Another respondent, who had worked in multidisciplinary settings but had recently been working in a local authority team, said: “There is a positive difference in autonomy, professional accountability and standards of recording in this setting. I would recommend independence from health offices and culture, personally, and I see no need for a lowering of standards as a result”.

‘Systems matter more than structures’

Joe Godden, professional officer at BASW, said that the snapshot survey highlighted the need for local authorities to have “well thought out” plans in place if they are going to pull social workers out of integrated teams.

In some cases this hadn’t been the case, with councils withdrawing their social workers without consultation with staff or service users, said Godden.

“By all means we need to look at how we’re doing things and we know that some integrated teams weren’t working well – so just because there is an agreement for joint working doesn’t automatically bring the benefits of integration.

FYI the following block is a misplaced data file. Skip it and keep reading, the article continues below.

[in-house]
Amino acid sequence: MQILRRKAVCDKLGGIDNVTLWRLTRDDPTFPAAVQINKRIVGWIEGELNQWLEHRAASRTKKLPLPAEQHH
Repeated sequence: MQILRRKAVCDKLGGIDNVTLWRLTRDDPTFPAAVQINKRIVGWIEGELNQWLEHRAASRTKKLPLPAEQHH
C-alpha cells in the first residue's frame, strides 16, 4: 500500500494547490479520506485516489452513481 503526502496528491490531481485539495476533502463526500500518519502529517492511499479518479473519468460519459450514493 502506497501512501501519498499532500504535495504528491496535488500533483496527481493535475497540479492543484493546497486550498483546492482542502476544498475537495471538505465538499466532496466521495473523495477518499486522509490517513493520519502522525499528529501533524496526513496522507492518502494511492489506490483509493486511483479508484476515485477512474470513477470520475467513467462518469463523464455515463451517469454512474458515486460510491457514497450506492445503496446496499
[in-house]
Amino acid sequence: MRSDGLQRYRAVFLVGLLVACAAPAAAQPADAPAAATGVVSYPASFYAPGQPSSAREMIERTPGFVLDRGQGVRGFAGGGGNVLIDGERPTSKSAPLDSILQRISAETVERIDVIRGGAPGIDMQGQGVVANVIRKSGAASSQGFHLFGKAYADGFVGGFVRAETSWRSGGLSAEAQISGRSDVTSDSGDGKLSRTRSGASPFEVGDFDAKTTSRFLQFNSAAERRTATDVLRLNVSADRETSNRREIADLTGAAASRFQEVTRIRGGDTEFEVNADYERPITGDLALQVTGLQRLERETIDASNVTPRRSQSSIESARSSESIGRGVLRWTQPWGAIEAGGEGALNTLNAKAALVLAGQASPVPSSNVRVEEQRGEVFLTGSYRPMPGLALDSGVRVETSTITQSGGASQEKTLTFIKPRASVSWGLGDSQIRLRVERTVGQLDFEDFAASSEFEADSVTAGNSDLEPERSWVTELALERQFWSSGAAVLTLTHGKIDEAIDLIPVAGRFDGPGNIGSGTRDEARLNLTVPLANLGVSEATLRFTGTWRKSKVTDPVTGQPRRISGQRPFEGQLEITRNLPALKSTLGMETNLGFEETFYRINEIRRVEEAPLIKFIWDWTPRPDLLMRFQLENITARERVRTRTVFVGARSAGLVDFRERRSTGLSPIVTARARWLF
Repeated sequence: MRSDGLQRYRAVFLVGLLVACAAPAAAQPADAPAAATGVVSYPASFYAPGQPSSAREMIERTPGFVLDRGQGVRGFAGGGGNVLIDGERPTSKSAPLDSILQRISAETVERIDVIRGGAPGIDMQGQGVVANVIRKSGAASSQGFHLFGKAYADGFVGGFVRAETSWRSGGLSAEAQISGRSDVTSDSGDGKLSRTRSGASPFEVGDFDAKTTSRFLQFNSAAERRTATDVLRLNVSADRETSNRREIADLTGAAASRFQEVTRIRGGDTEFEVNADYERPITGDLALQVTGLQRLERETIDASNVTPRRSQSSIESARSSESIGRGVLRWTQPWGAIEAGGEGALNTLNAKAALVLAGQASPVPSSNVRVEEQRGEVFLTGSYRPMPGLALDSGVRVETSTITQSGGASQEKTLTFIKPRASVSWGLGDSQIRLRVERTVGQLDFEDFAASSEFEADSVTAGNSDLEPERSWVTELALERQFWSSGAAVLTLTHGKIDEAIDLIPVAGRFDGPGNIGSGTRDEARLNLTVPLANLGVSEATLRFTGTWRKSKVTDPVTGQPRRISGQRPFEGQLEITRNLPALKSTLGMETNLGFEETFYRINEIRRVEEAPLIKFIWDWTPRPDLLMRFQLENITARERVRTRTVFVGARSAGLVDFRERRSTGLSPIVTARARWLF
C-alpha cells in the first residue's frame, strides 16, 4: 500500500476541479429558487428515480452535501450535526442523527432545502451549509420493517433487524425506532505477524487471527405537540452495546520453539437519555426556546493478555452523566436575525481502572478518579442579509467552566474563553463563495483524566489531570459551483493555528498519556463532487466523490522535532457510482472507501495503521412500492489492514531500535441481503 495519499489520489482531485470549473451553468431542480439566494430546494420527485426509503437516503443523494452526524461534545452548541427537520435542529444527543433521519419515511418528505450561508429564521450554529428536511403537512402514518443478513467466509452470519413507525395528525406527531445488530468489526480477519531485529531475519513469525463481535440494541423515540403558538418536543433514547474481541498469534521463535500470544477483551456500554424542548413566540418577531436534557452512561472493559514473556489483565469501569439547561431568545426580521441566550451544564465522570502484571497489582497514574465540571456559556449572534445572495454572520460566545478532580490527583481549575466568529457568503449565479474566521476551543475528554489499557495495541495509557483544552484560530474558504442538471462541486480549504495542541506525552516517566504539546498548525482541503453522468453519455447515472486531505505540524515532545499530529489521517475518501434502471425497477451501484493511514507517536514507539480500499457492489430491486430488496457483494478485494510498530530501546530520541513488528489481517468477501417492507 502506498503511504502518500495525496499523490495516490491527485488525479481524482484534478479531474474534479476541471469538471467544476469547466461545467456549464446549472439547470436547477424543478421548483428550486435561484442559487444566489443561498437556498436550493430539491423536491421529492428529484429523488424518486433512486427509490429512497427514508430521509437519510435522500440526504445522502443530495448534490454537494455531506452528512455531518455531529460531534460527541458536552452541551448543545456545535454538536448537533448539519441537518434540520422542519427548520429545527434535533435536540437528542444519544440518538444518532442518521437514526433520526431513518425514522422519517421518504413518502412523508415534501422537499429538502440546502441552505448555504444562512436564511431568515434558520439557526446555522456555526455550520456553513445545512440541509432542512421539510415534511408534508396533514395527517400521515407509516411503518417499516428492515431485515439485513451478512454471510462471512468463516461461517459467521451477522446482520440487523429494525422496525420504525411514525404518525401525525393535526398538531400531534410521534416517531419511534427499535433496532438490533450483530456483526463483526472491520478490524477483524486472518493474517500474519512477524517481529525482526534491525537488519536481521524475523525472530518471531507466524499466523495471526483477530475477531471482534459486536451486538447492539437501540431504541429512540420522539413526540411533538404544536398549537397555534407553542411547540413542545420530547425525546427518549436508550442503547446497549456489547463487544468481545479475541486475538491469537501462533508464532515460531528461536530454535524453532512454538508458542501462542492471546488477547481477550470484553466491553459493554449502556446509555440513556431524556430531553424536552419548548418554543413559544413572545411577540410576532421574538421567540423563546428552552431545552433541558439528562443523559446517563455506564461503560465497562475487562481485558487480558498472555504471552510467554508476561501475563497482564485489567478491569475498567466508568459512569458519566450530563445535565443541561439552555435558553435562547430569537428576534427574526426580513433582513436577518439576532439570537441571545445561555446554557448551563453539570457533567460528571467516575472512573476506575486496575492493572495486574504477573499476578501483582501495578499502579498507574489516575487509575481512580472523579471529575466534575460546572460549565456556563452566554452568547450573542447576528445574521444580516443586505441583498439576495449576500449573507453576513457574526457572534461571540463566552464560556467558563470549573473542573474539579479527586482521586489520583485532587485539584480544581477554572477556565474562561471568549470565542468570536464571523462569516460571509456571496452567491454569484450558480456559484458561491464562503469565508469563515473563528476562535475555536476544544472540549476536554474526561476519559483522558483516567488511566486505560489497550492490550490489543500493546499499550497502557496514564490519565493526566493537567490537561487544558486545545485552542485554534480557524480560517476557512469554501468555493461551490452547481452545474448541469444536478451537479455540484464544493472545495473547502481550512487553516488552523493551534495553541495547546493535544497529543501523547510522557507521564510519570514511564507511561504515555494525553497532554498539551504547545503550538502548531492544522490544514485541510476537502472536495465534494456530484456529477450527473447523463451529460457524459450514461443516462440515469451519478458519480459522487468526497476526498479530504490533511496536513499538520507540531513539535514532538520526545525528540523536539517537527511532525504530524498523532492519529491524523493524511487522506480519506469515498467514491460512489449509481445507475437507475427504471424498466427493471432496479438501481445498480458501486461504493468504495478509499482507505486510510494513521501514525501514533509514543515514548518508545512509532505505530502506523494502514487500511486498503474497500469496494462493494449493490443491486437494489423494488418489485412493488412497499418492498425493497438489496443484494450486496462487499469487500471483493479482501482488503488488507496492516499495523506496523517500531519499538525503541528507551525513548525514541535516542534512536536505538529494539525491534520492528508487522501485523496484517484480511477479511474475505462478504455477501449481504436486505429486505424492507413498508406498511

“But these things need to be reviewed properly and any decisions done carefully, with proper consultation. People tell us that one month they were in a multidisciplinary team and the next month they were told that was stopping,” Godden said.

“In cases like that, where it is poorly planned, then staff don’t understand why and they won’t be on board. My personal view is that it is not the structures here that are important, it is the processes and how they are implemented. Arrangements need to be in place for things like communication and information sharing,” he added.

is Community Care’s community editor